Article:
On the corporate side, National Bank capped Canada’s bank earnings season, releasing results for its latest quarter. The bulk of Canada’s banks delivered results last week that were largely disappointing amid rising interest rates and economic uncertainty.

The Globe’s Stefanie Marotta reports this morning that National Bank earned $847-million, or $2.38 per share, in the three months that ended April 30. That compared with $889-million, or $2.53 per share, in the same quarter last year. Adjusted to exclude certain items, the bank said it earned $2.38 per share. That slightly missed the $2.39 per share analysts expected, according to Refinitiv.

Overseas, the pan-European STOXX 600 was down 0.50 per cent by midday. Britain’s FTSE 100 lost 0.28 per cent. Germany’s DAX and France’s CAC 40 fell 0.61 per cent and 0.91 per cent, respectively.

In Asia, Japan’s Nikkei lost 1.41 per cent. Hong Kong’s Hang Seng slumped 1.94 per cent, hitting a new 2023 low and briefly entering bear market territory.


Crude prices were lower and set for a monthly drop as weaker-than-expected economic data out of China, one of the world’s biggest consumers of oil, applied downward pressure.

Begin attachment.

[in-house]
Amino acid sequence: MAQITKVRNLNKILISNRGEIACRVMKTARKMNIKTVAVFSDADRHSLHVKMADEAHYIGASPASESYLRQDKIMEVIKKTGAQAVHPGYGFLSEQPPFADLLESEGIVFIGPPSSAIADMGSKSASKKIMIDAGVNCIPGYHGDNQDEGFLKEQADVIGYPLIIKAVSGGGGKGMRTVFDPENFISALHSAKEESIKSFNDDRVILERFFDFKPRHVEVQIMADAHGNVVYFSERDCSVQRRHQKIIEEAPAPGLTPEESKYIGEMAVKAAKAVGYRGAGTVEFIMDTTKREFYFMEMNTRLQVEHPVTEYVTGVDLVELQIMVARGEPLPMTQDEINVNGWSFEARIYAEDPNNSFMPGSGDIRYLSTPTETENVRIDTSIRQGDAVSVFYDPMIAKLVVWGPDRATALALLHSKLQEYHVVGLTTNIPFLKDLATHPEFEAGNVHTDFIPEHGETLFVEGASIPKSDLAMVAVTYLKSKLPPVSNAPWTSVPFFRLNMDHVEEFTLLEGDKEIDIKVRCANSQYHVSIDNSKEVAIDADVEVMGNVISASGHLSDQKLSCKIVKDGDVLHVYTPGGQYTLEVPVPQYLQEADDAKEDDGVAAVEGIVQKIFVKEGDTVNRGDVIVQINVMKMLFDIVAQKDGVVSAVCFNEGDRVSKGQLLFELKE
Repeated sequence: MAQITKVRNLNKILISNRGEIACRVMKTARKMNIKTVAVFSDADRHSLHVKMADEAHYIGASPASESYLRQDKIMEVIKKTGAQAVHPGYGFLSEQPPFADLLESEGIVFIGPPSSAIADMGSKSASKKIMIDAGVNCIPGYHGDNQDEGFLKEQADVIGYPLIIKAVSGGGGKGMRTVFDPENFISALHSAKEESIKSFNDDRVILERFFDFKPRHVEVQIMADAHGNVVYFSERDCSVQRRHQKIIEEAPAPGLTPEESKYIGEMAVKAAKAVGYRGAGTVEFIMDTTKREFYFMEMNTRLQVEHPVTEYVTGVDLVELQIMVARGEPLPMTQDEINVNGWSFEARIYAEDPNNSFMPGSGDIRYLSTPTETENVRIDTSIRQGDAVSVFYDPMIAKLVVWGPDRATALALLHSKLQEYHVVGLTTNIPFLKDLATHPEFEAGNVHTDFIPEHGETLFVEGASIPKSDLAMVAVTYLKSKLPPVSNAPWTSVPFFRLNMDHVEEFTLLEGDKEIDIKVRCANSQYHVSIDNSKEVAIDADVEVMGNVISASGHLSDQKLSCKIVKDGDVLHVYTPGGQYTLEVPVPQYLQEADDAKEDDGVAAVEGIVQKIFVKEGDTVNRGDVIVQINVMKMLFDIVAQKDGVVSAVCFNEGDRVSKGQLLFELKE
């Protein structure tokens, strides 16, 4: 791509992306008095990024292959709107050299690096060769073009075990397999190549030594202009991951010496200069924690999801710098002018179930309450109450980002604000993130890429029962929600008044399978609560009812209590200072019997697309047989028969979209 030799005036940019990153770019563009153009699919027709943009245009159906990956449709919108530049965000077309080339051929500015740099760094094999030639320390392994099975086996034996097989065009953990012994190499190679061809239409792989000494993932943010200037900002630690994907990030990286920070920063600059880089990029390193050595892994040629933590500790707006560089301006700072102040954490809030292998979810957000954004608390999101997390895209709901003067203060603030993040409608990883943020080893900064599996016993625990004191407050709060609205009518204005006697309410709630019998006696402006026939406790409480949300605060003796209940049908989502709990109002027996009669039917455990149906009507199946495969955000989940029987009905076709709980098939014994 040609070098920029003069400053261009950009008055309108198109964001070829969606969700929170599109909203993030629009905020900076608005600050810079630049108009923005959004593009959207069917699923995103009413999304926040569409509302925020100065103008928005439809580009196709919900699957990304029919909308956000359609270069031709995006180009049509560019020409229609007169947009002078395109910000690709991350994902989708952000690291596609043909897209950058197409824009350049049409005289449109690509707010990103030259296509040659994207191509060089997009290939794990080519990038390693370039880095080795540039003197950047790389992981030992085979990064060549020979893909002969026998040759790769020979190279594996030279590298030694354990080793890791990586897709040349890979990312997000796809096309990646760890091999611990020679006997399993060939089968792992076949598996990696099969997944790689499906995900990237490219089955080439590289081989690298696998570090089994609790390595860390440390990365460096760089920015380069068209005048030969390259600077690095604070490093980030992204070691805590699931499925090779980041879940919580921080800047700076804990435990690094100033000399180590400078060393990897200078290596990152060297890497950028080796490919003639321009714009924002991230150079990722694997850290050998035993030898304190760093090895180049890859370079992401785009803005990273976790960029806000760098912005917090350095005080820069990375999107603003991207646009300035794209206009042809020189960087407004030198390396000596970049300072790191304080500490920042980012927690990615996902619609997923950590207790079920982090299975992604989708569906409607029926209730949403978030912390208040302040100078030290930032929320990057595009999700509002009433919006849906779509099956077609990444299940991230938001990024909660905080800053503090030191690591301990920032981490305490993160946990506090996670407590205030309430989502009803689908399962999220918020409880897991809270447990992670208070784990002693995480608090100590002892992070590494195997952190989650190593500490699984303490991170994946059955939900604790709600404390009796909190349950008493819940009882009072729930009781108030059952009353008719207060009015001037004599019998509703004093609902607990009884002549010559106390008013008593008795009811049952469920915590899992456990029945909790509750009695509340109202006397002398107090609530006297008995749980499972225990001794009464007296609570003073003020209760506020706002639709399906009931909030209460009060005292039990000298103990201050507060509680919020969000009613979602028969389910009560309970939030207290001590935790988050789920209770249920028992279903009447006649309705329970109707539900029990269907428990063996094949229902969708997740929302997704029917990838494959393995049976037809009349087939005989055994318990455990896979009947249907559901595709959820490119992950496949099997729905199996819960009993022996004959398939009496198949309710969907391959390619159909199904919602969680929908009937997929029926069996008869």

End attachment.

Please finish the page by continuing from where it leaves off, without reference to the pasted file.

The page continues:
The day range on Brent was US$72.89 to US$73.81 in the early premarket period. The range on West Texas Intermediate was US$68.68 to US$69.69.

Brent crude is down about 7 per cent for the month so far while WTI is off about 9 per cent.

New figures showed China’s manufacturing activity contracted faster than expected in May on weakening demand, with the official manufacturing purchasing managers’ index (PMI) down to 48.8 from 49.2 in April. The outcome lagged a forecast of 49.4, according to Reuters.

“Oil prices year-to-date continue to revolve around macro concerns and recessionary fears,” Stephen Innes, managing partner with SPI Asset Management, said in a note.

“And even though realized oil demand has generally proven resilient and global oil demand forecasts have been revised higher, macro investors are looking through oil analysts’ crystal balls.”

In other commodities, gold prices were treading water but looked set for the first monthly drop in three.

Spot gold held steady at US$1,960.79 per ounce by early Wednesday morning and was down more than 1 per cent for the month.

U.S. gold futures rose 0.2per cent to US$1,959.80.


The Canadian dollar was lower, hit by weaker risk sentiment in broader markets and sagging crude prices, while its U.S. counterpart hit its best level since mid-March against a group of world currencies.

The day range on the loonie was 73.25 US cents to 73.54 US cents in the predawn period. The Canadian dollar was down about 0.17 per cent for the month ahead of Wednesday’s opening bell.